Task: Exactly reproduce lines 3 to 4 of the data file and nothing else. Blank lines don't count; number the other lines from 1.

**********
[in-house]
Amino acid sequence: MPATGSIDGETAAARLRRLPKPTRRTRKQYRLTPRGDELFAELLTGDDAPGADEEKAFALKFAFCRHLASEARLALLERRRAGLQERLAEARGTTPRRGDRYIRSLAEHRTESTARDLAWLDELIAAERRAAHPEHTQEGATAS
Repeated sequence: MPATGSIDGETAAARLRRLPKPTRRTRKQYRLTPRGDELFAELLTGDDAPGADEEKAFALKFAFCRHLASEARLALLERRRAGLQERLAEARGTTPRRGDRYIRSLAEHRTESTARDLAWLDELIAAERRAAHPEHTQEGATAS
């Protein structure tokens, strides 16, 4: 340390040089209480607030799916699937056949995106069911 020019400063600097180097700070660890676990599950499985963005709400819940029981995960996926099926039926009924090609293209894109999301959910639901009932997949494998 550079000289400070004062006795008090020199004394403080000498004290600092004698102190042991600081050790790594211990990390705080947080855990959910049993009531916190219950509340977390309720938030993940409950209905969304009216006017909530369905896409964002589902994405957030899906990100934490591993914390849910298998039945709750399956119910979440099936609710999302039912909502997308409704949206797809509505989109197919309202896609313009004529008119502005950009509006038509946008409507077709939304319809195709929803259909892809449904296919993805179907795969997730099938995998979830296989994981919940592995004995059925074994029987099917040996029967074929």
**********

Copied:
Repeated sequence: MPATGSIDGETAAARLRRLPKPTRRTRKQYRLTPRGDELFAELLTGDDAPGADEEKAFALKFAFCRHLASEARLALLERRRAGLQERLAEARGTTPRRGDRYIRSLAEHRTESTARDLAWLDELIAAERRAAHPEHTQEGATAS
């Protein structure tokens, strides 16, 4: 340390040089209480607030799916699937056949995106069911 020019400063600097180097700070660890676990599950499985963005709400819940029981995960996926099926039926009924090609293209894109999301959910639901009932997949494998 550079000289400070004062006795008090020199004394403080000498004290600092004698102190042991600081050790790594211990990390705080947080855990959910049993009531916190219950509340977390309720938030993940409950209905969304009216006017909530369905896409964002589902994405957030899906990100934490591993914390849910298998039945709750399956119910979440099936609710999302039912909502997308409704949206797809509505989109197919309202896609313009004529008119502005950009509006038509946008409507077709939304319809195709929803259909892809449904296919993805179907795969997730099938995998979830296989994981919940592995004995059925074994029987099917040996029967074929």